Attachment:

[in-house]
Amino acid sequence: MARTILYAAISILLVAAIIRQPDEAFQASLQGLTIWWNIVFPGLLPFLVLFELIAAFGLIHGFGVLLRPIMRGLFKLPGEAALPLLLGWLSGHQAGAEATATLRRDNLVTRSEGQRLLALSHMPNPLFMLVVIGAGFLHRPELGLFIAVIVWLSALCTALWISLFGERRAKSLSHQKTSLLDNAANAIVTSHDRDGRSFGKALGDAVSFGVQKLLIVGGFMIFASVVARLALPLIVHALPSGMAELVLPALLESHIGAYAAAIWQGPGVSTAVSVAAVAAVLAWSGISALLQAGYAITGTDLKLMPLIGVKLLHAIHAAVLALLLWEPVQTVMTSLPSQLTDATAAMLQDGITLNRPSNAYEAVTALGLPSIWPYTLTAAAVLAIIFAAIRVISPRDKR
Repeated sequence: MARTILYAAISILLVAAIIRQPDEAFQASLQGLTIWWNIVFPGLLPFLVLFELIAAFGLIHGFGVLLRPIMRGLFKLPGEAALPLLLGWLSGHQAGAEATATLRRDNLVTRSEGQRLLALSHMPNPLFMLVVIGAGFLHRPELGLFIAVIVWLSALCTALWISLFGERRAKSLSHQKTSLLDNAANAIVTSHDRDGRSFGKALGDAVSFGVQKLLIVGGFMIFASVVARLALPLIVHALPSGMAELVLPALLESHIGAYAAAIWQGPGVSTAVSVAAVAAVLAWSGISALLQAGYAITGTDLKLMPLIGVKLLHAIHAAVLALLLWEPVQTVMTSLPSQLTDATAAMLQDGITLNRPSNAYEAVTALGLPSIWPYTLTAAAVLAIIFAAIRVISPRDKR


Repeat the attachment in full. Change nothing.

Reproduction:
[in-house]
Amino acid sequence: MARTILYAAISILLVAAIIRQPDEAFQASLQGLTIWWNIVFPGLLPFLVLFELIAAFGLIHGFGVLLRPIMRGLFKLPGEAALPLLLGWLSGHQAGAEATATLRRDNLVTRSEGQRLLALSHMPNPLFMLVVIGAGFLHRPELGLFIAVIVWLSALCTALWISLFGERRAKSLSHQKTSLLDNAANAIVTSHDRDGRSFGKALGDAVSFGVQKLLIVGGFMIFASVVARLALPLIVHALPSGMAELVLPALLESHIGAYAAAIWQGPGVSTAVSVAAVAAVLAWSGISALLQAGYAITGTDLKLMPLIGVKLLHAIHAAVLALLLWEPVQTVMTSLPSQLTDATAAMLQDGITLNRPSNAYEAVTALGLPSIWPYTLTAAAVLAIIFAAIRVISPRDKR
Repeated sequence: MARTILYAAISILLVAAIIRQPDEAFQASLQGLTIWWNIVFPGLLPFLVLFELIAAFGLIHGFGVLLRPIMRGLFKLPGEAALPLLLGWLSGHQAGAEATATLRRDNLVTRSEGQRLLALSHMPNPLFMLVVIGAGFLHRPELGLFIAVIVWLSALCTALWISLFGERRAKSLSHQKTSLLDNAANAIVTSHDRDGRSFGKALGDAVSFGVQKLLIVGGFMIFASVVARLALPLIVHALPSGMAELVLPALLESHIGAYAAAIWQGPGVSTAVSVAAVAAVLAWSGISALLQAGYAITGTDLKLMPLIGVKLLHAIHAAVLALLLWEPVQTVMTSLPSQLTDATAAMLQDGITLNRPSNAYEAVTALGLPSIWPYTLTAAAVLAIIFAAIRVISPRDKR